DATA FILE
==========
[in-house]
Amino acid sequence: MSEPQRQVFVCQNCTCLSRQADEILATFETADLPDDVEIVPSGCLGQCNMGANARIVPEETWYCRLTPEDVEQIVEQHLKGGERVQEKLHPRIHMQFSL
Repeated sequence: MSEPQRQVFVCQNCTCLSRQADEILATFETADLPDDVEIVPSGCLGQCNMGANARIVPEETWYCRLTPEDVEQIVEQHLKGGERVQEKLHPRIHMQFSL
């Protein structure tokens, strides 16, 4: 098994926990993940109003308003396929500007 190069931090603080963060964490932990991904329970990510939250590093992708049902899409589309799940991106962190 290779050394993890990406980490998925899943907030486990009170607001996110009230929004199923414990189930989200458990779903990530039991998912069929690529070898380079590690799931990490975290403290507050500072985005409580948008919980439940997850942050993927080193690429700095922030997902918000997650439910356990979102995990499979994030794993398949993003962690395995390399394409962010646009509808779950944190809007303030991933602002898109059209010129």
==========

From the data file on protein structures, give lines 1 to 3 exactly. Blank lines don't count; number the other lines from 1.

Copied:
[in-house]
Amino acid sequence: MSEPQRQVFVCQNCTCLSRQADEILATFETADLPDDVEIVPSGCLGQCNMGANARIVPEETWYCRLTPEDVEQIVEQHLKGGERVQEKLHPRIHMQFSL
Repeated sequence: MSEPQRQVFVCQNCTCLSRQADEILATFETADLPDDVEIVPSGCLGQCNMGANARIVPEETWYCRLTPEDVEQIVEQHLKGGERVQEKLHPRIHMQFSL